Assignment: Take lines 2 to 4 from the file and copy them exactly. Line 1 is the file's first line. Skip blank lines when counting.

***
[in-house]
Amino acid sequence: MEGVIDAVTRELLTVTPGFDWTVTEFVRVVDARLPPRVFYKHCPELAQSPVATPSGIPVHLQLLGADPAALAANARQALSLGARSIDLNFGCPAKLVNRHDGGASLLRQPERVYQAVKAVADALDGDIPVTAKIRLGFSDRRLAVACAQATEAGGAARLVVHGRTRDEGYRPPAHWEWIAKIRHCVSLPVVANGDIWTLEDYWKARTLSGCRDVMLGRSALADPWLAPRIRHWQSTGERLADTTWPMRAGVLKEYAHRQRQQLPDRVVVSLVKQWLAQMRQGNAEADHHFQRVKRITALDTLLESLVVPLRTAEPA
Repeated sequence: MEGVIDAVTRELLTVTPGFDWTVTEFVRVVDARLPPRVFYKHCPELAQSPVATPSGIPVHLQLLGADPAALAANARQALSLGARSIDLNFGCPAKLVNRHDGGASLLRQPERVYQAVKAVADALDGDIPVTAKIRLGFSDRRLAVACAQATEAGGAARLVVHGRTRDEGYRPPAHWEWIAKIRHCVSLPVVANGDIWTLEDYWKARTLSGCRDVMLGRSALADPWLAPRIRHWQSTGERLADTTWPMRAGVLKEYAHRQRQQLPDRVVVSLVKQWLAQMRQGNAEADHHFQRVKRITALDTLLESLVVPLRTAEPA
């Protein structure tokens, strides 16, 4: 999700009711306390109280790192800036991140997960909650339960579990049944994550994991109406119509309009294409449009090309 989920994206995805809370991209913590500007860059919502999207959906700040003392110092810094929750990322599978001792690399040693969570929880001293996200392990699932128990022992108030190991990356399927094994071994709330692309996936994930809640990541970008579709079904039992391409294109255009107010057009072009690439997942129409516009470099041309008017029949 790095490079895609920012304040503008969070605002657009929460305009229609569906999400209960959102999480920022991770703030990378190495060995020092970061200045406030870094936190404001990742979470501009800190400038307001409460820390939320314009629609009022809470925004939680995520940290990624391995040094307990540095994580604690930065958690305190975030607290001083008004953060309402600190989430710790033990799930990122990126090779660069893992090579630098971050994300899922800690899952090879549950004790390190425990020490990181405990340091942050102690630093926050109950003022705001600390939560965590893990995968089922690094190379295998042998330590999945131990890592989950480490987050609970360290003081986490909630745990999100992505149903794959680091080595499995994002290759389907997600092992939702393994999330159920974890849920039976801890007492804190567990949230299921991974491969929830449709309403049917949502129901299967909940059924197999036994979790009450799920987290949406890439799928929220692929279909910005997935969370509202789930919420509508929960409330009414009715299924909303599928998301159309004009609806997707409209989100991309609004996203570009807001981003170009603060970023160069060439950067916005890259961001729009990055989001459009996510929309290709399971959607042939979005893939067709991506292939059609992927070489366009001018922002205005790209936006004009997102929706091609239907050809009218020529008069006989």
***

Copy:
Amino acid sequence: MEGVIDAVTRELLTVTPGFDWTVTEFVRVVDARLPPRVFYKHCPELAQSPVATPSGIPVHLQLLGADPAALAANARQALSLGARSIDLNFGCPAKLVNRHDGGASLLRQPERVYQAVKAVADALDGDIPVTAKIRLGFSDRRLAVACAQATEAGGAARLVVHGRTRDEGYRPPAHWEWIAKIRHCVSLPVVANGDIWTLEDYWKARTLSGCRDVMLGRSALADPWLAPRIRHWQSTGERLADTTWPMRAGVLKEYAHRQRQQLPDRVVVSLVKQWLAQMRQGNAEADHHFQRVKRITALDTLLESLVVPLRTAEPA
Repeated sequence: MEGVIDAVTRELLTVTPGFDWTVTEFVRVVDARLPPRVFYKHCPELAQSPVATPSGIPVHLQLLGADPAALAANARQALSLGARSIDLNFGCPAKLVNRHDGGASLLRQPERVYQAVKAVADALDGDIPVTAKIRLGFSDRRLAVACAQATEAGGAARLVVHGRTRDEGYRPPAHWEWIAKIRHCVSLPVVANGDIWTLEDYWKARTLSGCRDVMLGRSALADPWLAPRIRHWQSTGERLADTTWPMRAGVLKEYAHRQRQQLPDRVVVSLVKQWLAQMRQGNAEADHHFQRVKRITALDTLLESLVVPLRTAEPA
């Protein structure tokens, strides 16, 4: 999700009711306390109280790192800036991140997960909650339960579990049944994550994991109406119509309009294409449009090309 989920994206995805809370991209913590500007860059919502999207959906700040003392110092810094929750990322599978001792690399040693969570929880001293996200392990699932128990022992108030190991990356399927094994071994709330692309996936994930809640990541970008579709079904039992391409294109255009107010057009072009690439997942129409516009470099041309008017029949 790095490079895609920012304040503008969070605002657009929460305009229609569906999400209960959102999480920022991770703030990378190495060995020092970061200045406030870094936190404001990742979470501009800190400038307001409460820390939320314009629609009022809470925004939680995520940290990624391995040094307990540095994580604690930065958690305190975030607290001083008004953060309402600190989430710790033990799930990122990126090779660069893992090579630098971050994300899922800690899952090879549950004790390190425990020490990181405990340091942050102690630093926050109950003022705001600390939560965590893990995968089922690094190379295998042998330590999945131990890592989950480490987050609970360290003081986490909630745990999100992505149903794959680091080595499995994002290759389907997600092992939702393994999330159920974890849920039976801890007492804190567990949230299921991974491969929830449709309403049917949502129901299967909940059924197999036994979790009450799920987290949406890439799928929220692929279909910005997935969370509202789930919420509508929960409330009414009715299924909303599928998301159309004009609806997707409209989100991309609004996203570009807001981003170009603060970023160069060439950067916005890259961001729009990055989001459009996510929309290709399971959607042939979005893939067709991506292939059609992927070489366009001018922002205005790209936006004009997102929706091609239907050809009218020529008069006989």